Our cash balance as of that date is going to be $5440. We get that from the bottom of the column. We have accounts receivables. We had accounts receivables but they were paid off. So, you could add accounts receivables here and have a balance of zero.
We have a supplies balance of $2400. Then, we have equipment balance of $2000. So, if we add up all the assets, that's going to give us a total asset balance of $ 9840. And we're going to double line this one because we're done with the calculations. We're not going to add anything to that number we're not going
Now we go to liabilities. We have accounts payable. So, I'm gonna put accounts payables there - our balance is $400. So, I can say that's the sum of my total liabilities is also 400,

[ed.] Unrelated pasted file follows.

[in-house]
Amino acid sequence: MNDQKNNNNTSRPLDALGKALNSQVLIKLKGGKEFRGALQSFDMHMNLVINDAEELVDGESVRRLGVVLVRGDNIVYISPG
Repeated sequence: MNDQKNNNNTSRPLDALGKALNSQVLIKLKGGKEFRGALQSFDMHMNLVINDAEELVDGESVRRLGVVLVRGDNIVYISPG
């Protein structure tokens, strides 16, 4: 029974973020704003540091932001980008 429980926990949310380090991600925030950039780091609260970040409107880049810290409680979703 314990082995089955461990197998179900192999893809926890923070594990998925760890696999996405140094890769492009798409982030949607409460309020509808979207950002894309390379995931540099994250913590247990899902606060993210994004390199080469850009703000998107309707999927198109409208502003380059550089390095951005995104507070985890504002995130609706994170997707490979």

Then we have equity. Equity has the two parts: the common stock and retained earnings. So, the common stock balance is $8,000. My retained earnings balance is $1440.
Now you can get that in two places: our prepared chart or from the statement of earnings that we just completed. Add that up, and it's going to give is a total equity of $9440.
If I add my liability and my equity up, that's going to give me a total liability in equity of $9840, which again matches the assets. So, we know that our accounting equation is equal or balanced.
Creating the Statement of Cash Flow
Now the last one we're going to have to do is the statement of cash flow. The statement of cash flow is a little bit trickier. It says for the year ending December 31st.